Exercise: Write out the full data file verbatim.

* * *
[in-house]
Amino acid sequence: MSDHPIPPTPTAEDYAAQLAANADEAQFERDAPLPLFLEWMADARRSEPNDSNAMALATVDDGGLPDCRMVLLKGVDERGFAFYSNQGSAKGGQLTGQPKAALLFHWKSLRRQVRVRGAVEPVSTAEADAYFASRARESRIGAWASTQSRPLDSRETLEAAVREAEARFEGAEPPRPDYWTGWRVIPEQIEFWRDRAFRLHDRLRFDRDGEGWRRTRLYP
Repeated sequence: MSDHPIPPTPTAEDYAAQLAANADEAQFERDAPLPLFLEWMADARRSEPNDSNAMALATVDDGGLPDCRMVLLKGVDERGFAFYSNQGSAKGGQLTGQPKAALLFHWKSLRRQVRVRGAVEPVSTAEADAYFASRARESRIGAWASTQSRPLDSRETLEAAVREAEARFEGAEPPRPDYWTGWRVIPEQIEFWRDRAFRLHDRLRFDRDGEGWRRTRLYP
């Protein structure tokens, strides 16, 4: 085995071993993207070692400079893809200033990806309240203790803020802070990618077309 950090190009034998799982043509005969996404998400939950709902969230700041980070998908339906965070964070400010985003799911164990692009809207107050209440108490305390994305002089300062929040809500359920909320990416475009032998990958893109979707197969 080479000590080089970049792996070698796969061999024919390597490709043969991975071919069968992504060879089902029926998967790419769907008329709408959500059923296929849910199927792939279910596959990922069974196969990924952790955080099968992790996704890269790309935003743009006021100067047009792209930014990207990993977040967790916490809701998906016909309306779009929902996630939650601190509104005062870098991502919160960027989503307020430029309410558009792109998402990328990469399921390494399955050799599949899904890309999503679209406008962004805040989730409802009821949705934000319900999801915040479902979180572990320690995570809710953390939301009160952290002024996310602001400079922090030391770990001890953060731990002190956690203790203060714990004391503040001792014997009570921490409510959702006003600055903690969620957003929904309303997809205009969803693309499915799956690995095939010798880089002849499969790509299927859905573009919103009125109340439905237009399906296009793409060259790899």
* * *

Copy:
[in-house]
Amino acid sequence: MSDHPIPPTPTAEDYAAQLAANADEAQFERDAPLPLFLEWMADARRSEPNDSNAMALATVDDGGLPDCRMVLLKGVDERGFAFYSNQGSAKGGQLTGQPKAALLFHWKSLRRQVRVRGAVEPVSTAEADAYFASRARESRIGAWASTQSRPLDSRETLEAAVREAEARFEGAEPPRPDYWTGWRVIPEQIEFWRDRAFRLHDRLRFDRDGEGWRRTRLYP
Repeated sequence: MSDHPIPPTPTAEDYAAQLAANADEAQFERDAPLPLFLEWMADARRSEPNDSNAMALATVDDGGLPDCRMVLLKGVDERGFAFYSNQGSAKGGQLTGQPKAALLFHWKSLRRQVRVRGAVEPVSTAEADAYFASRARESRIGAWASTQSRPLDSRETLEAAVREAEARFEGAEPPRPDYWTGWRVIPEQIEFWRDRAFRLHDRLRFDRDGEGWRRTRLYP
């Protein structure tokens, strides 16, 4: 085995071993993207070692400079893809200033990806309240203790803020802070990618077309 950090190009034998799982043509005969996404998400939950709902969230700041980070998908339906965070964070400010985003799911164990692009809207107050209440108490305390994305002089300062929040809500359920909320990416475009032998990958893109979707197969 080479000590080089970049792996070698796969061999024919390597490709043969991975071919069968992504060879089902029926998967790419769907008329709408959500059923296929849910199927792939279910596959990922069974196969990924952790955080099968992790996704890269790309935003743009006021100067047009792209930014990207990993977040967790916490809701998906016909309306779009929902996630939650601190509104005062870098991502919160960027989503307020430029309410558009792109998402990328990469399921390494399955050799599949899904890309999503679209406008962004805040989730409802009821949705934000319900999801915040479902979180572990320690995570809710953390939301009160952290002024996310602001400079922090030391770990001890953060731990002190956690203790203060714990004391503040001792014997009570921490409510959702006003600055903690969620957003929904309303997809205009969803693309499915799956690995095939010798880089002849499969790509299927859905573009919103009125109340439905237009399906296009793409060259790899």